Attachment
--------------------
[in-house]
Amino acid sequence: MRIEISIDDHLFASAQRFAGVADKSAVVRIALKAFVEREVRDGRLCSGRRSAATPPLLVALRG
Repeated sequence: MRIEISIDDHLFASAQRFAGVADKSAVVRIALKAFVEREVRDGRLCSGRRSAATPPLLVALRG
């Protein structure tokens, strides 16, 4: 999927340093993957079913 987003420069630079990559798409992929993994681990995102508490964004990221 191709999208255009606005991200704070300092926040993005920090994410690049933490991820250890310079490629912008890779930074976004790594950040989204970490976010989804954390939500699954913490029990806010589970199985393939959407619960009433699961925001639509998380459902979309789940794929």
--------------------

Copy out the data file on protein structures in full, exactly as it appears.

[in-house]
Amino acid sequence: MRIEISIDDHLFASAQRFAGVADKSAVVRIALKAFVEREVRDGRLCSGRRSAATPPLLVALRG
Repeated sequence: MRIEISIDDHLFASAQRFAGVADKSAVVRIALKAFVEREVRDGRLCSGRRSAATPPLLVALRG
């Protein structure tokens, strides 16, 4: 999927340093993957079913 987003420069630079990559798409992929993994681990995102508490964004990221 191709999208255009606005991200704070300092926040993005920090994410690049933490991820250890310079490629912008890779930074976004790594950040989204970490976010989804954390939500699954913490029990806010589970199985393939959407619960009433699961925001639509998380459902979309789940794929």